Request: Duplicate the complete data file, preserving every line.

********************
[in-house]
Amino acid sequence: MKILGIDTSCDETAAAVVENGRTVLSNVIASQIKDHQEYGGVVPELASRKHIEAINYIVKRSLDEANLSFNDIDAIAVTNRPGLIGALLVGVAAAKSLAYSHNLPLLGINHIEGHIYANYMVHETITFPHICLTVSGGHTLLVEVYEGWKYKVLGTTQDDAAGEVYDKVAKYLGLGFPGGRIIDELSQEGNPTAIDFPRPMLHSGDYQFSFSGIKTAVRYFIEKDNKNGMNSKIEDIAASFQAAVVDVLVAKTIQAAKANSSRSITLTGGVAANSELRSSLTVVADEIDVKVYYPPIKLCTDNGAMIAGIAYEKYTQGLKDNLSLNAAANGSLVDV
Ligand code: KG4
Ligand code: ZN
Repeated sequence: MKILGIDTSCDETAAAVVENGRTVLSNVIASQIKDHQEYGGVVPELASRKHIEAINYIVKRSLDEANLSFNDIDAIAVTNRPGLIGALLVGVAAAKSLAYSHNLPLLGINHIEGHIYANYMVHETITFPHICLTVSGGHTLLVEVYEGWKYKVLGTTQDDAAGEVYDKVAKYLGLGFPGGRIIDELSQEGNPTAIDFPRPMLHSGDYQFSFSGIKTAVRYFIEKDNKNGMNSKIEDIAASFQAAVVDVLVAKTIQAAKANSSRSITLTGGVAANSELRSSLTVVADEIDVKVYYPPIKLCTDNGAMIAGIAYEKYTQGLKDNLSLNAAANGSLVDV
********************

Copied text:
[in-house]
Amino acid sequence: MKILGIDTSCDETAAAVVENGRTVLSNVIASQIKDHQEYGGVVPELASRKHIEAINYIVKRSLDEANLSFNDIDAIAVTNRPGLIGALLVGVAAAKSLAYSHNLPLLGINHIEGHIYANYMVHETITFPHICLTVSGGHTLLVEVYEGWKYKVLGTTQDDAAGEVYDKVAKYLGLGFPGGRIIDELSQEGNPTAIDFPRPMLHSGDYQFSFSGIKTAVRYFIEKDNKNGMNSKIEDIAASFQAAVVDVLVAKTIQAAKANSSRSITLTGGVAANSELRSSLTVVADEIDVKVYYPPIKLCTDNGAMIAGIAYEKYTQGLKDNLSLNAAANGSLVDV
Ligand code: KG4
Ligand code: ZN
Repeated sequence: MKILGIDTSCDETAAAVVENGRTVLSNVIASQIKDHQEYGGVVPELASRKHIEAINYIVKRSLDEANLSFNDIDAIAVTNRPGLIGALLVGVAAAKSLAYSHNLPLLGINHIEGHIYANYMVHETITFPHICLTVSGGHTLLVEVYEGWKYKVLGTTQDDAAGEVYDKVAKYLGLGFPGGRIIDELSQEGNPTAIDFPRPMLHSGDYQFSFSGIKTAVRYFIEKDNKNGMNSKIEDIAASFQAAVVDVLVAKTIQAAKANSSRSITLTGGVAANSELRSSLTVVADEIDVKVYYPPIKLCTDNGAMIAGIAYEKYTQGLKDNLSLNAAANGSLVDV